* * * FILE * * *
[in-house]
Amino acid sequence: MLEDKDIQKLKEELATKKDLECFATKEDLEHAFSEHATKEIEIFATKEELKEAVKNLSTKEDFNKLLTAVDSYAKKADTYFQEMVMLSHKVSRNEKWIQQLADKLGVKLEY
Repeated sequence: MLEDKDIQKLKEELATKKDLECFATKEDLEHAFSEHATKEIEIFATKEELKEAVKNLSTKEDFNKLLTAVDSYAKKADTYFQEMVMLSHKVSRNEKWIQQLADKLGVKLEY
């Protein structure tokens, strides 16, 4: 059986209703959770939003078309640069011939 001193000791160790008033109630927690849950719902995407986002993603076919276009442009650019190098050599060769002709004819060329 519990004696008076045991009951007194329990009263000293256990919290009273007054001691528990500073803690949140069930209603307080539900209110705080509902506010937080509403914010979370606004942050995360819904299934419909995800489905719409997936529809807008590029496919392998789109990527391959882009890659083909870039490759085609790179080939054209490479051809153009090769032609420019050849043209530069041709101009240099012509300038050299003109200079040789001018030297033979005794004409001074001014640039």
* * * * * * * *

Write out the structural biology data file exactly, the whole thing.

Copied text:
[in-house]
Amino acid sequence: MLEDKDIQKLKEELATKKDLECFATKEDLEHAFSEHATKEIEIFATKEELKEAVKNLSTKEDFNKLLTAVDSYAKKADTYFQEMVMLSHKVSRNEKWIQQLADKLGVKLEY
Repeated sequence: MLEDKDIQKLKEELATKKDLECFATKEDLEHAFSEHATKEIEIFATKEELKEAVKNLSTKEDFNKLLTAVDSYAKKADTYFQEMVMLSHKVSRNEKWIQQLADKLGVKLEY
């Protein structure tokens, strides 16, 4: 059986209703959770939003078309640069011939 001193000791160790008033109630927690849950719902995407986002993603076919276009442009650019190098050599060769002709004819060329 519990004696008076045991009951007194329990009263000293256990919290009273007054001691528990500073803690949140069930209603307080539900209110705080509902506010937080509403914010979370606004942050995360819904299934419909995800489905719409997936529809807008590029496919392998789109990527391959882009890659083909870039490759085609790179080939054209490479051809153009090769032609420019050849043209530069041709101009240099012509300038050299003109200079040789001018030297033979005794004409001074001014640039």